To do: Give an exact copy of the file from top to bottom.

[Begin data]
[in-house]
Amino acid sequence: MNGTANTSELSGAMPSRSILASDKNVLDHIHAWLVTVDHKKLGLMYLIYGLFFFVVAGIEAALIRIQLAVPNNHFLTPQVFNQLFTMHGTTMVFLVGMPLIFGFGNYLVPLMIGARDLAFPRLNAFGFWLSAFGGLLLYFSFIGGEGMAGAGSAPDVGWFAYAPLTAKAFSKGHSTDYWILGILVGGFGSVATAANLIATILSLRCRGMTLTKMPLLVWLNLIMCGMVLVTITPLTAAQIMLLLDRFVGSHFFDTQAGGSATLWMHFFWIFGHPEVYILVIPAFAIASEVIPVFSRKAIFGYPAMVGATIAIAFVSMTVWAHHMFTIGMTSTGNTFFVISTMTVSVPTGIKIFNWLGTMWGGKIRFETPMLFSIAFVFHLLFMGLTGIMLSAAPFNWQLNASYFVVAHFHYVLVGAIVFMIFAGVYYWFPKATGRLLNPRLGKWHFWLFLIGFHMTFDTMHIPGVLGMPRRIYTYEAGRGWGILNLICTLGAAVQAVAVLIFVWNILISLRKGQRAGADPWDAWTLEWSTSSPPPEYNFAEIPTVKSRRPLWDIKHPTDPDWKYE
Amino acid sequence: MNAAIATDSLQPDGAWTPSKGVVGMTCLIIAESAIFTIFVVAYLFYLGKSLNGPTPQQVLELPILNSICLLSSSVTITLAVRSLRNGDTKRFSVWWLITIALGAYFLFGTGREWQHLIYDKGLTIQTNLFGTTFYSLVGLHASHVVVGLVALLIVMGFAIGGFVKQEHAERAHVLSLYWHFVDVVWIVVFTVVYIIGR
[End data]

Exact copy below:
[in-house]
Amino acid sequence: MNGTANTSELSGAMPSRSILASDKNVLDHIHAWLVTVDHKKLGLMYLIYGLFFFVVAGIEAALIRIQLAVPNNHFLTPQVFNQLFTMHGTTMVFLVGMPLIFGFGNYLVPLMIGARDLAFPRLNAFGFWLSAFGGLLLYFSFIGGEGMAGAGSAPDVGWFAYAPLTAKAFSKGHSTDYWILGILVGGFGSVATAANLIATILSLRCRGMTLTKMPLLVWLNLIMCGMVLVTITPLTAAQIMLLLDRFVGSHFFDTQAGGSATLWMHFFWIFGHPEVYILVIPAFAIASEVIPVFSRKAIFGYPAMVGATIAIAFVSMTVWAHHMFTIGMTSTGNTFFVISTMTVSVPTGIKIFNWLGTMWGGKIRFETPMLFSIAFVFHLLFMGLTGIMLSAAPFNWQLNASYFVVAHFHYVLVGAIVFMIFAGVYYWFPKATGRLLNPRLGKWHFWLFLIGFHMTFDTMHIPGVLGMPRRIYTYEAGRGWGILNLICTLGAAVQAVAVLIFVWNILISLRKGQRAGADPWDAWTLEWSTSSPPPEYNFAEIPTVKSRRPLWDIKHPTDPDWKYE
Amino acid sequence: MNAAIATDSLQPDGAWTPSKGVVGMTCLIIAESAIFTIFVVAYLFYLGKSLNGPTPQQVLELPILNSICLLSSSVTITLAVRSLRNGDTKRFSVWWLITIALGAYFLFGTGREWQHLIYDKGLTIQTNLFGTTFYSLVGLHASHVVVGLVALLIVMGFAIGGFVKQEHAERAHVLSLYWHFVDVVWIVVFTVVYIIGR